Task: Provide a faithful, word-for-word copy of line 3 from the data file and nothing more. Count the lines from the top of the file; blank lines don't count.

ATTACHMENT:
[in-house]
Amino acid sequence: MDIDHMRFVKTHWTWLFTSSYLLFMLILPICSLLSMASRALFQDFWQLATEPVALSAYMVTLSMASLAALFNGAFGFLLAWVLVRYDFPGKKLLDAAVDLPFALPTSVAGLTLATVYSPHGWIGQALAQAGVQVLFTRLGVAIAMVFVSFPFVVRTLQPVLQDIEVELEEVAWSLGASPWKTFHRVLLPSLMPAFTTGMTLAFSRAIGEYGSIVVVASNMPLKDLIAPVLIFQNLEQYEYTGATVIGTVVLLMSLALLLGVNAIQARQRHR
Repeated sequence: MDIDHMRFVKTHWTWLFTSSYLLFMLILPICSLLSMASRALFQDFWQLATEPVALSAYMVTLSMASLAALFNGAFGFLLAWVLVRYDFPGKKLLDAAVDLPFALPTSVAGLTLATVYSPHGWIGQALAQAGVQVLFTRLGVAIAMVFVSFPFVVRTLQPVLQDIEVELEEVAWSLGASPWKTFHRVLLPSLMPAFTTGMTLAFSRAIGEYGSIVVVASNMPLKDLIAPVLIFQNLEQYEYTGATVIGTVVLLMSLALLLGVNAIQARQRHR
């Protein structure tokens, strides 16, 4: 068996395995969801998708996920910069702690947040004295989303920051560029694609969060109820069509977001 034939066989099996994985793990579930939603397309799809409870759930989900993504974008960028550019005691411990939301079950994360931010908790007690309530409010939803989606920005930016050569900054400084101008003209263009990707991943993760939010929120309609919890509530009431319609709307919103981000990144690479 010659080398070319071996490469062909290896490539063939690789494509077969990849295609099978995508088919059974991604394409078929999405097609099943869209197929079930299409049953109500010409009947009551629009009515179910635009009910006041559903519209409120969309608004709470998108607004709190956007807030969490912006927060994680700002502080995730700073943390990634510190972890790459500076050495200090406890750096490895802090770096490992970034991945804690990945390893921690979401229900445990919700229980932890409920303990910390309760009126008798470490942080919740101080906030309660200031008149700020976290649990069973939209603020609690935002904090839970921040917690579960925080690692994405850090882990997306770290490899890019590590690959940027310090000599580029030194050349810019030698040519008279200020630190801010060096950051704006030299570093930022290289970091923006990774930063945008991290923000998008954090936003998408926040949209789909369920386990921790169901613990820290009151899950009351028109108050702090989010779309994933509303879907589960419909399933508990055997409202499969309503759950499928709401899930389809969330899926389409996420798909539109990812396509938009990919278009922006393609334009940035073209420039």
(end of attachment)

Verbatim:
Repeated sequence: MDIDHMRFVKTHWTWLFTSSYLLFMLILPICSLLSMASRALFQDFWQLATEPVALSAYMVTLSMASLAALFNGAFGFLLAWVLVRYDFPGKKLLDAAVDLPFALPTSVAGLTLATVYSPHGWIGQALAQAGVQVLFTRLGVAIAMVFVSFPFVVRTLQPVLQDIEVELEEVAWSLGASPWKTFHRVLLPSLMPAFTTGMTLAFSRAIGEYGSIVVVASNMPLKDLIAPVLIFQNLEQYEYTGATVIGTVVLLMSLALLLGVNAIQARQRHR